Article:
There are vast culture differences that still need to be overcome if the wirehouses plan to continue to recruit the Independent B-Ds. The wirehouses bring less freedom, layers of additional management, less access, and a lower payout. All this needs to be compensated for in the form of a nice “up front” check, and their superior support systems, and protection from regulation.  Is that enough? It is rare to see an independent advisor move to the wirehouse world, according to many recruiters. 

What can the wirehouse do? 

The “Big 4” need positive press, and a lot of it, if they plan on luring brokers from the independent channels.


UBS announced that they plan to eliminate 3,500 jobs by the end of 2013. 

UBS officials made a statement today that about 45 percent of the staff reductions will come from the investment bank, 35 percent from the wealth management and Swiss bank divisions, 10 percent reductions will come from asset management, and 10 percent staff reductions will come from the Wealth Management America unit. 

 These cost cutting measures will include administrative units as well as some changes in the use of real estate.  CEO, Oswald Gruebel’s goal is to reduce annual costs by $ 2.5 billion by the end of 2013.

UBS’s profit dropped nearly 49 percent in the second quarter. 

UBS is not alone in announcing job cuts.  Credit Suisse Group has announced its’ plans to shed 2,000 jobs.  HSBC is preparing 30,000 pink slips.  Bank of America/Merrill Lynch also has plans to lay off up to 3,500 people as well.


According to an article in Investment News, a four man team of financial advisers from UBS Financial Services has joined the Palm Beach Complex of Bank of America Merrill Lynch.  This team manages $ 277 million in assets with a trailing 12 production of $ 2.5 million and will report to Merrill Lynch managing director James Chahine.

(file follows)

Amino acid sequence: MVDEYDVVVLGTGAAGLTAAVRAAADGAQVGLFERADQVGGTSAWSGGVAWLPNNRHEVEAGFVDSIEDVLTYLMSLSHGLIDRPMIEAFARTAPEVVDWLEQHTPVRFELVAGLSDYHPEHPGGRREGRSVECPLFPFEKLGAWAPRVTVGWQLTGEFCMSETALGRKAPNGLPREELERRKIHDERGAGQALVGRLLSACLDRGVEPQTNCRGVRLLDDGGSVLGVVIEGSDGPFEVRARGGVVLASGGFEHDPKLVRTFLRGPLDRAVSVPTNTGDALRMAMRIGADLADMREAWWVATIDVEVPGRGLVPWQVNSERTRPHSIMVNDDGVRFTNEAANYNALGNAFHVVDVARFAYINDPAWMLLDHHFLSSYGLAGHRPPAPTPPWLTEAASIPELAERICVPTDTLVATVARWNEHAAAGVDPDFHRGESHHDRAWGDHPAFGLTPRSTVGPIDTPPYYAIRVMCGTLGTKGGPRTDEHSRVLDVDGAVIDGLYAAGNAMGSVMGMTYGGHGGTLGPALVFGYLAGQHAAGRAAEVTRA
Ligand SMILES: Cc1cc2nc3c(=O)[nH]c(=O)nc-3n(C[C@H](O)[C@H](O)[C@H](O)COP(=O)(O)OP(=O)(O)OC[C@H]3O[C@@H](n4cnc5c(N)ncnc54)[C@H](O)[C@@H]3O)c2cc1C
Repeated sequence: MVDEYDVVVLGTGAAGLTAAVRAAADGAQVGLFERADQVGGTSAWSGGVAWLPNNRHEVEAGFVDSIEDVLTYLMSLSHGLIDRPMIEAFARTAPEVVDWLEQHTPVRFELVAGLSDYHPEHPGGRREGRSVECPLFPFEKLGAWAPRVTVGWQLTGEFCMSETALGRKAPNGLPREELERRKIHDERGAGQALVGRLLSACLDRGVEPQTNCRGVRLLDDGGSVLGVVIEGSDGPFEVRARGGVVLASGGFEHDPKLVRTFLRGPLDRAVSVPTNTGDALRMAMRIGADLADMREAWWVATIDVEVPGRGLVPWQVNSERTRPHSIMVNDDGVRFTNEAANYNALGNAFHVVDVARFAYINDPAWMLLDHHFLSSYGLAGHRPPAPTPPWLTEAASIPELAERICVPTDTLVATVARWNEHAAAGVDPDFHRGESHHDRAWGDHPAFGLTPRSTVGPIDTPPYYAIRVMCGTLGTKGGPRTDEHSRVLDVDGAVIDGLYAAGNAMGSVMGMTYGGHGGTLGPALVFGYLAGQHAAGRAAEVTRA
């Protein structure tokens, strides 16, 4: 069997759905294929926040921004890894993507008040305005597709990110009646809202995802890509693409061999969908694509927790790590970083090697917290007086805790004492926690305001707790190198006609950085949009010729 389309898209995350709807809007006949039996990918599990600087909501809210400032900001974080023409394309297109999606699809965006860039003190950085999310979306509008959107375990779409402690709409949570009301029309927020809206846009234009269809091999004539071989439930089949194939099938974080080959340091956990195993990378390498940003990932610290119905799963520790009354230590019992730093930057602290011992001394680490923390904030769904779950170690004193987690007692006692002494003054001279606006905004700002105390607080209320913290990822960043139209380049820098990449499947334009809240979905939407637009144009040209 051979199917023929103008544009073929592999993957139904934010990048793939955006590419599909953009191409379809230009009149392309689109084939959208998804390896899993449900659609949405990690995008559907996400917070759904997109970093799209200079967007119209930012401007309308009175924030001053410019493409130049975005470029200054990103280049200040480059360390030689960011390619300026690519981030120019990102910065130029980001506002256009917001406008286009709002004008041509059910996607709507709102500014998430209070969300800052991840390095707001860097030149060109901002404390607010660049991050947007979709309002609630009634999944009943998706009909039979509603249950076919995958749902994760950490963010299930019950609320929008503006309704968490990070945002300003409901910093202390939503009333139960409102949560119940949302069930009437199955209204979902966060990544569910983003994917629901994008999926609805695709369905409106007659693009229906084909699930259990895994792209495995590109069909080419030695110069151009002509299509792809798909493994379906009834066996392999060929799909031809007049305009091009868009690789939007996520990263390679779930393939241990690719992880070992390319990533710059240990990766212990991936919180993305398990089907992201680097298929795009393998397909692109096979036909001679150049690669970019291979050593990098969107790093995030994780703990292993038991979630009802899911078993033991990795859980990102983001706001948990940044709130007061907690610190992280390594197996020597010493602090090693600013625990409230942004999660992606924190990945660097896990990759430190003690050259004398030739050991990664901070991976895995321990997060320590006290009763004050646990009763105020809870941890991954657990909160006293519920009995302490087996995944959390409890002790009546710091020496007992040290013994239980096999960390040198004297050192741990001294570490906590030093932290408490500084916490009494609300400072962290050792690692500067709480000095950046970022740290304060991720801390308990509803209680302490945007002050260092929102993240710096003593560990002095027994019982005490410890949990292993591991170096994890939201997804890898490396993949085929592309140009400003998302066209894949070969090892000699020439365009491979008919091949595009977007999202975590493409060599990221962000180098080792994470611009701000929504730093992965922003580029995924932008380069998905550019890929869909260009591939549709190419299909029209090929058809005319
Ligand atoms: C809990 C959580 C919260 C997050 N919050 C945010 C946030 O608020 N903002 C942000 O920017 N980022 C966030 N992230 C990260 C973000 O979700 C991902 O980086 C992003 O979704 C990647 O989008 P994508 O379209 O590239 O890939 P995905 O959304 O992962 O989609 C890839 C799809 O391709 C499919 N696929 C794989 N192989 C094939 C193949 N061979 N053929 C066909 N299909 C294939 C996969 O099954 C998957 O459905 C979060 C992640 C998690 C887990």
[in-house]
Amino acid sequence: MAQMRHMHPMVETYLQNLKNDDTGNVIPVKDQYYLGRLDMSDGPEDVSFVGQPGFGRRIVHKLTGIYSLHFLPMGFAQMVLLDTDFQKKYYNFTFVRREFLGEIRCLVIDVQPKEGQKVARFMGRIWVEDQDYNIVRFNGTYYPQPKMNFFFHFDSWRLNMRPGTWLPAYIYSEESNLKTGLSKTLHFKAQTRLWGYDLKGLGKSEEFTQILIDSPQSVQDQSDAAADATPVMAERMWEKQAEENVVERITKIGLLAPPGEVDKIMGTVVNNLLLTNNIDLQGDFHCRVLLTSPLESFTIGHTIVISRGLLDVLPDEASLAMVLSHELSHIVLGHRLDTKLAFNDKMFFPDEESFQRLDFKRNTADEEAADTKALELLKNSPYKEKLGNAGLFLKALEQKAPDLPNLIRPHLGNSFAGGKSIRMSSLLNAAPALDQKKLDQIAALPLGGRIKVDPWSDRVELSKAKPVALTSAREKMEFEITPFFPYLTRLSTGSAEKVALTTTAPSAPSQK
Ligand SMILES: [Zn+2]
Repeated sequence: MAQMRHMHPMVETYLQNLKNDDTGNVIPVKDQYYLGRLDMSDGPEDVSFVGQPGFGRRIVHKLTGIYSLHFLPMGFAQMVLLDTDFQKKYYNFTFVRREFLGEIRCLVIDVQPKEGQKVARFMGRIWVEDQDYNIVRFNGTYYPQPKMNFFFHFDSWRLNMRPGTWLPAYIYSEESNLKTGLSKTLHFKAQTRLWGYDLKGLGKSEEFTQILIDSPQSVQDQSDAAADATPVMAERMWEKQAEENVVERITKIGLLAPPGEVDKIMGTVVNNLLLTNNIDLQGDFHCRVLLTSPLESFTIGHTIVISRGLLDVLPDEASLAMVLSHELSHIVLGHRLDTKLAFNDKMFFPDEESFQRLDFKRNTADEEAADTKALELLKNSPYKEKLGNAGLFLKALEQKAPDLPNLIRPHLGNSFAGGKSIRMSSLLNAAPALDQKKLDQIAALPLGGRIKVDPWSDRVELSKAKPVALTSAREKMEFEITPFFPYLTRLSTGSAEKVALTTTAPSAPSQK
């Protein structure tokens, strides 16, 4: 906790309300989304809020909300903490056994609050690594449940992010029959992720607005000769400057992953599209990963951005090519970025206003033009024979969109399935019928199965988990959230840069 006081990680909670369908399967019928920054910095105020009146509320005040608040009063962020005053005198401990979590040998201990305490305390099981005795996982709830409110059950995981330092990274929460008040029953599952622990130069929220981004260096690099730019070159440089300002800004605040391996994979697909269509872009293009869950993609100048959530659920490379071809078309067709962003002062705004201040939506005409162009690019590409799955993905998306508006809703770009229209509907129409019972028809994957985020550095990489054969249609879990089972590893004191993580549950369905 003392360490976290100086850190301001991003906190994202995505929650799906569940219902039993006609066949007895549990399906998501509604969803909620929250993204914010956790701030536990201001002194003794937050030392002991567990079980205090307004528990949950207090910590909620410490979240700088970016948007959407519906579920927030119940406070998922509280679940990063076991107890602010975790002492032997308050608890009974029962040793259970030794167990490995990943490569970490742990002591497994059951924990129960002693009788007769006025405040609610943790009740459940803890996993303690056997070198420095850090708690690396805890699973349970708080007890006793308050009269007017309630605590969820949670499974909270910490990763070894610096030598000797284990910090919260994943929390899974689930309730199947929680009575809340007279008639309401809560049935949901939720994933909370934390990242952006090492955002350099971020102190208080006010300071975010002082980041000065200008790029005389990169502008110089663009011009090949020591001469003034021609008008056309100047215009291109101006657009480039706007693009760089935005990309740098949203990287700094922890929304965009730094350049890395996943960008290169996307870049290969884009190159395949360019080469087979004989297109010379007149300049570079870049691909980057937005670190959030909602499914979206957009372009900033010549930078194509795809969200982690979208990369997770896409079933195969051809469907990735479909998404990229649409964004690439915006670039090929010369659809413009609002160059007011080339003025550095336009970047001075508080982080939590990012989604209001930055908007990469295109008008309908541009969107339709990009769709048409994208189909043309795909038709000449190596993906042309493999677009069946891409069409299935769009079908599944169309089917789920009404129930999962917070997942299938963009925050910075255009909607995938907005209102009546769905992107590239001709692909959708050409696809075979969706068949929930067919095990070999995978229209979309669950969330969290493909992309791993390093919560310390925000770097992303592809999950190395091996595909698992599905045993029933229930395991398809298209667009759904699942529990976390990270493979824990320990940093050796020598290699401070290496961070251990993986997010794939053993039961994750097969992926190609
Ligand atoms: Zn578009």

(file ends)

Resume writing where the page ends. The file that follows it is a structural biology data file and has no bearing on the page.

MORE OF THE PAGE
“The move registers as one of the largest moves of the last 60 days according to the Investment News Advisers on the move database.”

 Recruiting Financial Advisers within the wirehouses has been slow this year.  The main reason is that a large percentage of advisers are still under their retention packages signed two to three years ago. 

As the retention packages are worked off, recruiters expect to see more advisers explore their options after summer.


Bank of America was rated the number one wealth management firm for the second year in a row, according to an article in Investment News.  Bank of America had 1.9 trillion in Assets under Management with 4.2 % change from last year at year end 2010.

Morgan Stanley Smith Barney was rated the second wealth management firm with 1.6 trillion in assets under management.  UBS was rated number three with 1.6 trillion in assets under management.  Wells Fargo was rated the fourth wealth management firm with 1.4 trillion in assets under management.

According to an article in Investment News, “market gains helped boost assets managed by these banks by 11 percent last year with the top 20 overseeing a combined $ 11.1 trillion, Scorpio said.  The rate of net new money inflows declined on average by almost 19 percent from 2009 and many banks saw margins squeezed, according to Scorpio.”


According to Investment News, MSSB can’t cut costs by lowering broker pay because McCann and Krawcheck are on the prowl for MSSB talent.

According to the article, Brad Hintz, an analyst at Sanford C. Bernstein & Co. said in an interview with Tom Keene on Bloomberg Radio’s Bloomberg Surveillance, that, “Morgan Stanley Chief Executive Officer James Gorman can’t cut expenses at the joint venture with Citigroup Inc.’s Smith Barney as fast as he would like because “he’s being checkmated by Sallie Krawcheck and Bob McCann.””

Hintz also stated, “Investors and analysts have been disappointed by the speed of the Morgan Stanley Smith Barney integration.  The unit posted a pretax margin of 9 percent in 2010, less than half of Gorman’s goal of more than 20 percent.  “Bank of America’s wealth and investment management division, which includes Merrill Lynch brokerage and U.S. Trust, had a margin of about 15 percent.

All of the wirehouses are still competing fiercely with one another to attract top talent.

It’s a good time to be a financial advisor, if you’re considering a transition.